A Modern Moral Fairy Tale


The village was perched on top of a high ravine to the north, and the buildings slanted in just so, so you could see deep into the ravine. The first half of the ravine were stark tan cliffs punctuated with an occasional brave blue flower. What was once a river long ago had met with too many boulders at the mouth of the ravine, and had backed up, lazily prepared to wait its turn to leave.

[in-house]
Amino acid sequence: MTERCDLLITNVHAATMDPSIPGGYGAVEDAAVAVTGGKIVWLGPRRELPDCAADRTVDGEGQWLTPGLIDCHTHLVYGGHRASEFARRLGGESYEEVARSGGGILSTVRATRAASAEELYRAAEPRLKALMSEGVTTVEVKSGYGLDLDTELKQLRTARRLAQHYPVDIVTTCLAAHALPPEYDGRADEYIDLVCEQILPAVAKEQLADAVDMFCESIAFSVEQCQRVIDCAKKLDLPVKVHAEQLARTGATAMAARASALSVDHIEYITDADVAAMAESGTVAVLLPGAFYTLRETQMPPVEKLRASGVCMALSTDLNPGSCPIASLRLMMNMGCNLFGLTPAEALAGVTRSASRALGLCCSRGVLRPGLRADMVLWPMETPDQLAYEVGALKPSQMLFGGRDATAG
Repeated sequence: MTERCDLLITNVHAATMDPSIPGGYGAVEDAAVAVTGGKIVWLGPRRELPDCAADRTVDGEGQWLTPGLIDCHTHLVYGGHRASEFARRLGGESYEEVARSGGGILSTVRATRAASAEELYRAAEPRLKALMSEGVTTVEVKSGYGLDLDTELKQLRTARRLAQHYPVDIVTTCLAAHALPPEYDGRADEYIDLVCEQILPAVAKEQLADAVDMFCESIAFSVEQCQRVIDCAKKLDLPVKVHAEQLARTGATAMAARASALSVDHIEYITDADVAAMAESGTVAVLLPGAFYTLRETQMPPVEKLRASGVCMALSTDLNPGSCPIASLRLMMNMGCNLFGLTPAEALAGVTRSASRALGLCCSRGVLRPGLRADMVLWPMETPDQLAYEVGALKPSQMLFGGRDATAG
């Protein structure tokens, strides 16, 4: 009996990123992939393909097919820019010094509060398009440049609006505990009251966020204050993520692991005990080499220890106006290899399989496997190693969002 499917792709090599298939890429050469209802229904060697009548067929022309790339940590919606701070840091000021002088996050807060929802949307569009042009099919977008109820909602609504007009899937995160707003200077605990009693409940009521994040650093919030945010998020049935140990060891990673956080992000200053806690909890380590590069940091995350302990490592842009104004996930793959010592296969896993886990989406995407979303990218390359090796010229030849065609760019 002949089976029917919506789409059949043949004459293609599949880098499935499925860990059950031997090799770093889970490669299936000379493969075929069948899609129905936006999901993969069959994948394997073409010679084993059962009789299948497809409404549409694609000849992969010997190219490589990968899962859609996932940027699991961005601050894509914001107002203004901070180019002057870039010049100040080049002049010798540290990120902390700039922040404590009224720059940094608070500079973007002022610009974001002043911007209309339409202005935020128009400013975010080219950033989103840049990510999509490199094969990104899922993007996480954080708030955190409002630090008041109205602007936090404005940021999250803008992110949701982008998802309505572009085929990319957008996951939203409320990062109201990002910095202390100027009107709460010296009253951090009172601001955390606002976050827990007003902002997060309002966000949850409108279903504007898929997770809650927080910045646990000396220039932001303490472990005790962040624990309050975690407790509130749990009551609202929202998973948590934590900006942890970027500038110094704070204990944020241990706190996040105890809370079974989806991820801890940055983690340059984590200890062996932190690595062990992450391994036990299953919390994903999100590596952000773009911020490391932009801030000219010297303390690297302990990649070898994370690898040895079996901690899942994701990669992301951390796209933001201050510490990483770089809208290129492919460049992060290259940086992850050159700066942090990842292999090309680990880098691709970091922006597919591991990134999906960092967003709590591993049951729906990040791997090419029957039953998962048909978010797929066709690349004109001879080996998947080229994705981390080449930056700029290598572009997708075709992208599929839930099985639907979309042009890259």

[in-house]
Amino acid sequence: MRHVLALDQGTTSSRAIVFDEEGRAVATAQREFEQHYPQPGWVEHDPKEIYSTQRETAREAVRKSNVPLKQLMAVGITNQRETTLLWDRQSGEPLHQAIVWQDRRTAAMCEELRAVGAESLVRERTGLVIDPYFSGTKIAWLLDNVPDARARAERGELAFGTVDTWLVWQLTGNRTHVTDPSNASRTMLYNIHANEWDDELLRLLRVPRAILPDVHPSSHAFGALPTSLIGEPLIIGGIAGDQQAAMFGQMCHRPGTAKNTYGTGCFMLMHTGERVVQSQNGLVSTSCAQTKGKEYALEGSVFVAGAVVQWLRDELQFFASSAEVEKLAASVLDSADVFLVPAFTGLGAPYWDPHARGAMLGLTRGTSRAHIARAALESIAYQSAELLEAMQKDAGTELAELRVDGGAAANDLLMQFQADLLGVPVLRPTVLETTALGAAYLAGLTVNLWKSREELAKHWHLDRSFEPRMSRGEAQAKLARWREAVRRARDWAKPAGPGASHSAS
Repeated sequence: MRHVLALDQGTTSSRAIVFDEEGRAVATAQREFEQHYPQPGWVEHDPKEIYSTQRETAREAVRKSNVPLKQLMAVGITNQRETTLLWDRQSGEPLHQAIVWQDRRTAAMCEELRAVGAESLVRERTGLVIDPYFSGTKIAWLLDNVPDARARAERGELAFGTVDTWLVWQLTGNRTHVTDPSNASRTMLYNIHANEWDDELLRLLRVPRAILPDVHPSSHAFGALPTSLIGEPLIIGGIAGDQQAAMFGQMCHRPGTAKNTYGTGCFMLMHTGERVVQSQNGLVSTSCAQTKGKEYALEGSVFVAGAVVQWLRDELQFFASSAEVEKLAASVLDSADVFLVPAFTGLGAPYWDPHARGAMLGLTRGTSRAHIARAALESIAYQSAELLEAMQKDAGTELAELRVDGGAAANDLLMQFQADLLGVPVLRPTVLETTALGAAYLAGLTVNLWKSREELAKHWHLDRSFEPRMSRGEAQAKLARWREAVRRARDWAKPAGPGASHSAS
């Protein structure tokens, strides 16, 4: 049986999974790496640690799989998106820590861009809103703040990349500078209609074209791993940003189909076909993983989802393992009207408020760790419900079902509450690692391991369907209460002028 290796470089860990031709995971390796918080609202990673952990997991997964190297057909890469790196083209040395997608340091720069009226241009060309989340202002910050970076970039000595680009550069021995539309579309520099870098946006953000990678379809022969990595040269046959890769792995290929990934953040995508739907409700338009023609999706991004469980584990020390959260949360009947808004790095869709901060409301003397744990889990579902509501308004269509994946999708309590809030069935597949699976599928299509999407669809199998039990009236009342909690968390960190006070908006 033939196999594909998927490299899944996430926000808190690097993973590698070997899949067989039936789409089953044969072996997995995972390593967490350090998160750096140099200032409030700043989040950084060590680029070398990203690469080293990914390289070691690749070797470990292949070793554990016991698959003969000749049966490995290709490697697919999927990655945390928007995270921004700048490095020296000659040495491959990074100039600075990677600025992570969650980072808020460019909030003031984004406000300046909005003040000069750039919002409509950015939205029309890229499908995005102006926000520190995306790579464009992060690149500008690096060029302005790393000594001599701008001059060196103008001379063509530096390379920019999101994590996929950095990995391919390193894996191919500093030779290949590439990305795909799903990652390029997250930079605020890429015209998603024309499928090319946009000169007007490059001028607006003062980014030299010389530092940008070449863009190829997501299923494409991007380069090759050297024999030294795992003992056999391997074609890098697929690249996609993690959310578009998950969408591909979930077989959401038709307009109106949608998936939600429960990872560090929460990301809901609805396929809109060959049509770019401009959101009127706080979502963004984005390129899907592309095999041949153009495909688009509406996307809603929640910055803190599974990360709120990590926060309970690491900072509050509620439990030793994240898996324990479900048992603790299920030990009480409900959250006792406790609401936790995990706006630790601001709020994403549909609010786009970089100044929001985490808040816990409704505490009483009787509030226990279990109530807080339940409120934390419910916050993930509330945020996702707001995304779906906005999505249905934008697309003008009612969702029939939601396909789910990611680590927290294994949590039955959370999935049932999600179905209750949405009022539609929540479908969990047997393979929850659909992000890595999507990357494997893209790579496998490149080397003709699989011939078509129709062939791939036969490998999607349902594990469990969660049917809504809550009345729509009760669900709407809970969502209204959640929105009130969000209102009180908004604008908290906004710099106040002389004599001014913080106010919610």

3. Dissident arranges for refugees from the State The power of your denial is so vast no one can reach you.  You see nothing beyond your factory walls. Because if anyone is allowed to leave, your entire structure will fall.  I understand why you could not see that children died,  that your substandard buildings would not hold back the earth from cracking,   that your people suffocated under the dusty rubble while you profited from the construction kickbacks. that your people could not turn to you for help--your denials only exhausted them beyond their souls.  I ofered them what I could.  It was never enough. I took the children in. I found places of refuge--London, New York, Singapore, the internet cafe. And everyone forgot the tragedy.  Forgot your diplomatic promises of reform.  Everyone forgot the children, who now went deeper and deeper into hiding. But wisdom remained--one had only to see it above the rooftops, below the sewers.  But wisdom remained--one had only to see it above the rooftops, below the sewers. I distributed the Manifestos to the hiding children, to those who hid the children.  And so the accusations against you grew. I told them not to be too loud.  I told them to be wary of your easy reforms, your lying, your cracked facades.  I told them to be careful when they recruited others. I watched you slaughter them all.   I watched the world say nothing.

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